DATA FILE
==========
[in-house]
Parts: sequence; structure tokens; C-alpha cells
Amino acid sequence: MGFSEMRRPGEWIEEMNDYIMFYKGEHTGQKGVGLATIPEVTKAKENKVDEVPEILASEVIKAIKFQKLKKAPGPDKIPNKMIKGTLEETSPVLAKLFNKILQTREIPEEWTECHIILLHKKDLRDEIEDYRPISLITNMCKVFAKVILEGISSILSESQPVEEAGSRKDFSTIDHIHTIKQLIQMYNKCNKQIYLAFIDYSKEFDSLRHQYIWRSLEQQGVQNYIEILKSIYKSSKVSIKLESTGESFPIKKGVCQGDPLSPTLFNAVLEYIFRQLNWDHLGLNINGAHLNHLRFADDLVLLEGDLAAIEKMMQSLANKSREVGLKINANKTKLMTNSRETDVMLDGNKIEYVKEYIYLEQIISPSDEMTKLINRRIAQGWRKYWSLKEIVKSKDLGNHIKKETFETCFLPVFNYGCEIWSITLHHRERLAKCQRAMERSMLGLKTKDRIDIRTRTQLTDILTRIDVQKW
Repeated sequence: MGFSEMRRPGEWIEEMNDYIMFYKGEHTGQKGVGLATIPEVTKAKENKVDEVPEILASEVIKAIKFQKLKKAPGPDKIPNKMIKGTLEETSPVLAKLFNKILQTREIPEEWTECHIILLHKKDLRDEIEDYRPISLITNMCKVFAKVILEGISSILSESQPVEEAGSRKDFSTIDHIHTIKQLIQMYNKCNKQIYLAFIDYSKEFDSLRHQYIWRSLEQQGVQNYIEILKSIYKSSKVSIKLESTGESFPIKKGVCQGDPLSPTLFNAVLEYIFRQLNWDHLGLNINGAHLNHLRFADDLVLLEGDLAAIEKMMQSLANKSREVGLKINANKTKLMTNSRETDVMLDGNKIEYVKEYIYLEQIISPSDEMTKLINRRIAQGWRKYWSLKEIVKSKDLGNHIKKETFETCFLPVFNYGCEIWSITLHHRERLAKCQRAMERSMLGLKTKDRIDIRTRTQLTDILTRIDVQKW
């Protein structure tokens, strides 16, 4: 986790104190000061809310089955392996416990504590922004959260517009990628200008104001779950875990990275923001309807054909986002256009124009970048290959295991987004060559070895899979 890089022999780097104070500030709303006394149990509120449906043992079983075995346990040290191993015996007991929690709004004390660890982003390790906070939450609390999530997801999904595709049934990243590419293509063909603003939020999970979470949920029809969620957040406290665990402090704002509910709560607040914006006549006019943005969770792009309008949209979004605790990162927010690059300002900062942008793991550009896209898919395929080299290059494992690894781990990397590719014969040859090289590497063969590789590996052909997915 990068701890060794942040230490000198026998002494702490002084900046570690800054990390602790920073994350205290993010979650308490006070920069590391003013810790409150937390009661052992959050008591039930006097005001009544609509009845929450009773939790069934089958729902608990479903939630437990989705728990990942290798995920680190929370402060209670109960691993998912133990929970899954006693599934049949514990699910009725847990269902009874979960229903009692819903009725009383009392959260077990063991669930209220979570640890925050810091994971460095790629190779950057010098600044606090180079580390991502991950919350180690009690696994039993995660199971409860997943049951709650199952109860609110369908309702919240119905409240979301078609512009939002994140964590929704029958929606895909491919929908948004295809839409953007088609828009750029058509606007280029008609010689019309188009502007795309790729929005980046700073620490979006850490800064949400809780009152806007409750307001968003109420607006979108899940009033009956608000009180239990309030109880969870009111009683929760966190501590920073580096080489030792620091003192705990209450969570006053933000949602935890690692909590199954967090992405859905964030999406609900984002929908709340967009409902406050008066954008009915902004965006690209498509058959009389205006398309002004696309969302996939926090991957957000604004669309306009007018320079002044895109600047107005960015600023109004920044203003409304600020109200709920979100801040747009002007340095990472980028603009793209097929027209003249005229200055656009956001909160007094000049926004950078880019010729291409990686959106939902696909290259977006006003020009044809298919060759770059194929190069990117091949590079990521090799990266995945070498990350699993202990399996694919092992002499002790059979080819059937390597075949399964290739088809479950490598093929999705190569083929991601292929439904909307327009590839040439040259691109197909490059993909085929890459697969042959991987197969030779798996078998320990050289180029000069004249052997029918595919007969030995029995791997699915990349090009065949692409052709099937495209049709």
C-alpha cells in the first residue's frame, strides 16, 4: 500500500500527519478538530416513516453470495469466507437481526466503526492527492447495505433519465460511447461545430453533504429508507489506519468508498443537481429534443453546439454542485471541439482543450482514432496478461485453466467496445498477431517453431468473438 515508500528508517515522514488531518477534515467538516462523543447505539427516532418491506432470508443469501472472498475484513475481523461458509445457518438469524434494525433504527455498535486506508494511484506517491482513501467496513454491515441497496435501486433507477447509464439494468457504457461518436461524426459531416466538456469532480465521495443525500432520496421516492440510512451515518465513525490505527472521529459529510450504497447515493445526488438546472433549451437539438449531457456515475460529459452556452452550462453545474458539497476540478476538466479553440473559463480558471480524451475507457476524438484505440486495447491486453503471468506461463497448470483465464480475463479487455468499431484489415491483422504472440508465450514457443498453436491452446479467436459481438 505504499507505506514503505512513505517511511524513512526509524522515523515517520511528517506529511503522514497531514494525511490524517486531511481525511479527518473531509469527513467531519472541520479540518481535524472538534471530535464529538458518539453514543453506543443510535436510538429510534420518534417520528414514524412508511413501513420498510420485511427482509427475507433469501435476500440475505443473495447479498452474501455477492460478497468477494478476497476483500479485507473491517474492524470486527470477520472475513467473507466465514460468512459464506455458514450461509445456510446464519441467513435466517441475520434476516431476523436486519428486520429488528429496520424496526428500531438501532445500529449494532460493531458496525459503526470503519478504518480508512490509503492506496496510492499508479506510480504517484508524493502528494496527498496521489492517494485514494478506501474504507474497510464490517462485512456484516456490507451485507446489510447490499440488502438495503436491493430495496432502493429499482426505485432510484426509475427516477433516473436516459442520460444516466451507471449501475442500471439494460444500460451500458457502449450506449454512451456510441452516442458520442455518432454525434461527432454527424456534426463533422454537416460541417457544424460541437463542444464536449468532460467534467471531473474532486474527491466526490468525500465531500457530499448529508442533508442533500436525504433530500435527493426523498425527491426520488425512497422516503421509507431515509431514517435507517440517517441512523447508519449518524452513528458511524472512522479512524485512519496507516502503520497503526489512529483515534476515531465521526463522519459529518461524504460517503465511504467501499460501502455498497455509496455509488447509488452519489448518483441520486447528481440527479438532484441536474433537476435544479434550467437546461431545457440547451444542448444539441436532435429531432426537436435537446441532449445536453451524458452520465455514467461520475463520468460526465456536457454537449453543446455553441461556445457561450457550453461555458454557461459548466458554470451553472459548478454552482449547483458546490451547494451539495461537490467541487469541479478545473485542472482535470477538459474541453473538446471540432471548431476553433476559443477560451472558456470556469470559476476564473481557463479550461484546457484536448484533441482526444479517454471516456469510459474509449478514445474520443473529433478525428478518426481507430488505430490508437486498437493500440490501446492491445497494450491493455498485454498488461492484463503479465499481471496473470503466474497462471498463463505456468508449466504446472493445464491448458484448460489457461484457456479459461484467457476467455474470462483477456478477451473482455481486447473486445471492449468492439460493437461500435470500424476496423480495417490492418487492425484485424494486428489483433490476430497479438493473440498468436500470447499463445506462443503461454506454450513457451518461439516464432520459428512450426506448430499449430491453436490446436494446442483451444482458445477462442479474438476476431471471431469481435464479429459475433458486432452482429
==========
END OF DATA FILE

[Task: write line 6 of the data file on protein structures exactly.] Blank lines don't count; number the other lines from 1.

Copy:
C-alpha cells in the first residue's frame, strides 16, 4: 500500500500527519478538530416513516453470495469466507437481526466503526492527492447495505433519465460511447461545430453533504429508507489506519468508498443537481429534443453546439454542485471541439482543450482514432496478461485453466467496445498477431517453431468473438 515508500528508517515522514488531518477534515467538516462523543447505539427516532418491506432470508443469501472472498475484513475481523461458509445457518438469524434494525433504527455498535486506508494511484506517491482513501467496513454491515441497496435501486433507477447509464439494468457504457461518436461524426459531416466538456469532480465521495443525500432520496421516492440510512451515518465513525490505527472521529459529510450504497447515493445526488438546472433549451437539438449531457456515475460529459452556452452550462453545474458539497476540478476538466479553440473559463480558471480524451475507457476524438484505440486495447491486453503471468506461463497448470483465464480475463479487455468499431484489415491483422504472440508465450514457443498453436491452446479467436459481438 505504499507505506514503505512513505517511511524513512526509524522515523515517520511528517506529511503522514497531514494525511490524517486531511481525511479527518473531509469527513467531519472541520479540518481535524472538534471530535464529538458518539453514543453506543443510535436510538429510534420518534417520528414514524412508511413501513420498510420485511427482509427475507433469501435476500440475505443473495447479498452474501455477492460478497468477494478476497476483500479485507473491517474492524470486527470477520472475513467473507466465514460468512459464506455458514450461509445456510446464519441467513435466517441475520434476516431476523436486519428486520429488528429496520424496526428500531438501532445500529449494532460493531458496525459503526470503519478504518480508512490509503492506496496510492499508479506510480504517484508524493502528494496527498496521489492517494485514494478506501474504507474497510464490517462485512456484516456490507451485507446489510447490499440488502438495503436491493430495496432502493429499482426505485432510484426509475427516477433516473436516459442520460444516466451507471449501475442500471439494460444500460451500458457502449450506449454512451456510441452516442458520442455518432454525434461527432454527424456534426463533422454537416460541417457544424460541437463542444464536449468532460467534467471531473474532486474527491466526490468525500465531500457530499448529508442533508442533500436525504433530500435527493426523498425527491426520488425512497422516503421509507431515509431514517435507517440517517441512523447508519449518524452513528458511524472512522479512524485512519496507516502503520497503526489512529483515534476515531465521526463522519459529518461524504460517503465511504467501499460501502455498497455509496455509488447509488452519489448518483441520486447528481440527479438532484441536474433537476435544479434550467437546461431545457440547451444542448444539441436532435429531432426537436435537446441532449445536453451524458452520465455514467461520475463520468460526465456536457454537449453543446455553441461556445457561450457550453461555458454557461459548466458554470451553472459548478454552482449547483458546490451547494451539495461537490467541487469541479478545473485542472482535470477538459474541453473538446471540432471548431476553433476559443477560451472558456470556469470559476476564473481557463479550461484546457484536448484533441482526444479517454471516456469510459474509449478514445474520443473529433478525428478518426481507430488505430490508437486498437493500440490501446492491445497494450491493455498485454498488461492484463503479465499481471496473470503466474497462471498463463505456468508449466504446472493445464491448458484448460489457461484457456479459461484467457476467455474470462483477456478477451473482455481486447473486445471492449468492439460493437461500435470500424476496423480495417490492418487492425484485424494486428489483433490476430497479438493473440498468436500470447499463445506462443503461454506454450513457451518461439516464432520459428512450426506448430499449430491453436490446436494446442483451444482458445477462442479474438476476431471471431469481435464479429459475433458486432452482429